And so our sources for state-on-state pre-gunpowder warfare (which is where you tend to find more fully ‘shock’ oriented combat systems) stress similar sequences of fear: the dread inspired by the sight of the enemy army drawing up before you (Greek literature is particularly replete with descriptions of teeth-chattering and trembling in those moments and it is not hard to imagine why), followed by the steady dread-anticipation as the armies advanced, each step bringing that moment of collision closer. Often in such engagements one side might break before contact as the fear not of what was happening, but what was about to happen built up. And only then the long anticipated not-so-sudden shock of the formations coming together – rarely for long given the overpowering human urge not to be near an enemy trying to stab you with a sharp stick. There is something, I think, quite fundamental in the human psyche that understands another human with a sharp point, or a huge horse rapidly closing on a deeper level than it understands bullets or arrows.

Via Wikipedia, The Battle of Waterloo by William Sadler, 1815.

Which brings us to Keegan’s second battle, Waterloo (1815), defined in part by the ability of the British to manage to hold firm under extended fire from artillery and infantry. The French artillery in an 80-gun grand batterie opened fire at 11:50am and kept it up for hours until the French cavalry advanced (hoping that the British troops were suitably ‘softened’ by the guns to be dislodged) at 4pm. In contrast to Agincourt (or a hoplite battle) which may have ended in just a couple of hours and consisted mostly of grim anticipation, soldiers (on both sides) at Waterloo were forced to experience a rather different sort of terror: forced to stand in active harm for hours on end, as bullets and cannon shot whizzed overhead.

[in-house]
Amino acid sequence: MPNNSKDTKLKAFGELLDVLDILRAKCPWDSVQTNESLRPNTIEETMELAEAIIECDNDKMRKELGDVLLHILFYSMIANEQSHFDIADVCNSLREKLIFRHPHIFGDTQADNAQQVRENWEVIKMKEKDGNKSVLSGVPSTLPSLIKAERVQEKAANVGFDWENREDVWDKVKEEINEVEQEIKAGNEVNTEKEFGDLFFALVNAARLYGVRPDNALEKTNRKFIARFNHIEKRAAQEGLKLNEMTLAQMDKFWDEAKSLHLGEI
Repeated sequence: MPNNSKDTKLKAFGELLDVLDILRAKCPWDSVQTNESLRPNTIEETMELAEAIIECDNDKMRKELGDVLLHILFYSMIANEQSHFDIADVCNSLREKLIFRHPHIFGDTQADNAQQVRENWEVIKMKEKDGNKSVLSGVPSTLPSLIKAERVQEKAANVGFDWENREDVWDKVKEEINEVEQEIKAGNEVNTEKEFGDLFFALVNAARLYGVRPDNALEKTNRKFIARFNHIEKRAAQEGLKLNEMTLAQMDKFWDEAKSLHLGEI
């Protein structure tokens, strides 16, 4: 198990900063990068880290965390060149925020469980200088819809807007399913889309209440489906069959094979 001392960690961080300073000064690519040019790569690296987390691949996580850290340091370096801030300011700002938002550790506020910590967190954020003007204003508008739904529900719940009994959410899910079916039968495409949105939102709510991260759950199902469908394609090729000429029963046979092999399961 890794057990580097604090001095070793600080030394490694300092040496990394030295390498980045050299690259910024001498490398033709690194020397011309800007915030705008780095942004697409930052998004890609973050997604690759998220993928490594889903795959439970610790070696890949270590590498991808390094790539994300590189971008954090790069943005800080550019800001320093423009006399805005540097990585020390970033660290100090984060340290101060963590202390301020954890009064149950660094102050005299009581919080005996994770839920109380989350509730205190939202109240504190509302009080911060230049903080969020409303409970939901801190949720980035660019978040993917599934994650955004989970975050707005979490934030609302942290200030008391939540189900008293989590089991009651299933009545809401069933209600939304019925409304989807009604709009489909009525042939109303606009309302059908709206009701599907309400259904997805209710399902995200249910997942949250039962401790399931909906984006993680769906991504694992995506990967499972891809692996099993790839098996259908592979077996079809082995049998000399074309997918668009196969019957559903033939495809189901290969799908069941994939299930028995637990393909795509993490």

The difference of this is perhaps most clearly extreme if we move still forward to the Somme (1916) and bombardment. The British had prepared for their assault with a week long artillery barrage, in which British guns fired 1.5 million shells (that is about 148 shells fired a minute, every minute for a week). At the first sound of guns, soldiers (in this case, the Germans, but it had been the French’s turn just that February to be on the receiving end of a bombardment at Verdun) rushed into their dug-out bomb shelters at the base of their trench and then waited. Unlike the British at Waterloo, who might content themselves that, one way or another, the terror of fire would not last a day, the soldier of WWI had no way of knowing when the barrage would cease and the battle proper begin. Indeed, they could not see the battlefield at all, only sit under the ground as it shook around them and try to be ready, at any moment when the barrage stopped to rush back up to the lip of the trench to set up the machine guns – because if they were late to do it, they’d arrive to find British grenades and bayonets instead.

Via Wikipedia, a picture of the remains of the countryside after extended shelling at the Battle of the Somme (1916)